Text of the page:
Wednesday, January 27, 2016

I Have Daddy and Mommy Issues: Yet I Am Finally Proud With It. A Trans Woman Coming To Terms With Rejection

“Mom, our family is breaking up because I’m a transsexual, and I can’t live as a man anymore.”
Years crowded into silence between us, years long gone and years yet to be lived. I thought I had prepared myself to lose her. After all, I told myself, you’ve never really had her. But, in that phase, when truly motherless years were only a breath away, I realized that I had never stopped clinging to the hope of her.
“I’ve heard about this,” she said at last. Her voice, rich and low, trained for a radio career she had never had, was thick with feeling. “I know that you have to be who you are, and, no matter what that is, you will always be my child.”
The air above my head felt empty. The sword that had always dangled above me, the terror of what would happen if my mother discovered what I was, was gone.”
Anyone who has been following my life experiences, in person, online on this blog, on different media outlets, or just via social media, knows that I rarely talk about my current relationship with my family (besides one genetic post I wrote over Hanukkah). That is not in any way because there is nothing to talk about; there is a lot to talk. Neither is it because I don’t care; I care more that I care to care. Rather it is because I can’t, I just cannot bring myself to talk about it. It hurts so much, so strongly and so deeply, yet (at least until now) I feel numb. I wanted to cry, just cry aloud like a newborn child, but my feelings are (/were) hard as a stone. On the other hand, I would rather describe it as deeply hidden beneath a rock. A Rock so big that the weight of it is more than any human being should ever have to carry.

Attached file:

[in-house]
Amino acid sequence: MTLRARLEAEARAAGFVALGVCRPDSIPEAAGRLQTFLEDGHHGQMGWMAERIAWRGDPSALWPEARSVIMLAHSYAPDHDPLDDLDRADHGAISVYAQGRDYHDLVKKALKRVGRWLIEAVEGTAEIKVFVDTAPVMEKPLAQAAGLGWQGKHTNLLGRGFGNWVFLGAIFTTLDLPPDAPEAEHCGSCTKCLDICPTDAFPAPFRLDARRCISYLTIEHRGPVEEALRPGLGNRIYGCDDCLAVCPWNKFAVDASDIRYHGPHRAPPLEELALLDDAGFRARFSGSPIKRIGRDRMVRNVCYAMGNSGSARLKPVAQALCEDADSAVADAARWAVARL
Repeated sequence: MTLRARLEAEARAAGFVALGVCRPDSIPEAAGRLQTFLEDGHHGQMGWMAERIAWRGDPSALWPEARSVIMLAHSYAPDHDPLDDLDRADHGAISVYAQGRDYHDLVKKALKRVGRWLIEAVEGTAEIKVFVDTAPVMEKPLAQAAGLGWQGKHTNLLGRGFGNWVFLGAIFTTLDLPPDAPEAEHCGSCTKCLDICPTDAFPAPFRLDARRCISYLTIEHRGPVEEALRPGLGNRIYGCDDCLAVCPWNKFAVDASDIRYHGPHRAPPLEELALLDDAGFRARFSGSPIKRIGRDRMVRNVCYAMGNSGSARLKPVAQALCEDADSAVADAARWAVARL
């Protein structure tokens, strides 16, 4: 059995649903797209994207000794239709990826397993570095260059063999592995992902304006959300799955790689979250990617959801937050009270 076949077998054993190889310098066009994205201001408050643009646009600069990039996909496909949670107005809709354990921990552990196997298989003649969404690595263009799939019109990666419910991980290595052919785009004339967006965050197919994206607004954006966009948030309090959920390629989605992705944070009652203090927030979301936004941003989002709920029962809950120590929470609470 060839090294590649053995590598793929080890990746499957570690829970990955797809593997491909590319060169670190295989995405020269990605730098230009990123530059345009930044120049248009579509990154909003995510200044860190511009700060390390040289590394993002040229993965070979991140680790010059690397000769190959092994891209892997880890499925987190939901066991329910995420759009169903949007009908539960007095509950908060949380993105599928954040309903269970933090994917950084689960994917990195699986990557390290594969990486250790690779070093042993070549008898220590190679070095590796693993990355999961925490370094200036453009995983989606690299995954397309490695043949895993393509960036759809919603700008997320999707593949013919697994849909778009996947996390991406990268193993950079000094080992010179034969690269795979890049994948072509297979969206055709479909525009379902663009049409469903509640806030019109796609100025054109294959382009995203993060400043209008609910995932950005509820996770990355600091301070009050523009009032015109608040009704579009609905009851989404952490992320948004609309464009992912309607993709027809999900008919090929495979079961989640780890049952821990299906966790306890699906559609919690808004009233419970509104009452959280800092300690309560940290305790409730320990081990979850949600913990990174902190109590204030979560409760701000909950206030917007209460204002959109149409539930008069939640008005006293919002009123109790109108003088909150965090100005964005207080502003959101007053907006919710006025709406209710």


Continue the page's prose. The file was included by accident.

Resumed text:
Today, as I read these above paragraphs, I managed to break through my stone-hard heart. I cried for over an hour, and I am in tears while I am writing these words.
          Since I was a child writing was my best therapy. I always used it to explain my inner feelings - to myself. Sharing it in public will help me more, and hopefully others who struggle.
These are some of my thoughts about my parents and family. Some of the reflections and heartaches I would like to get off my chest: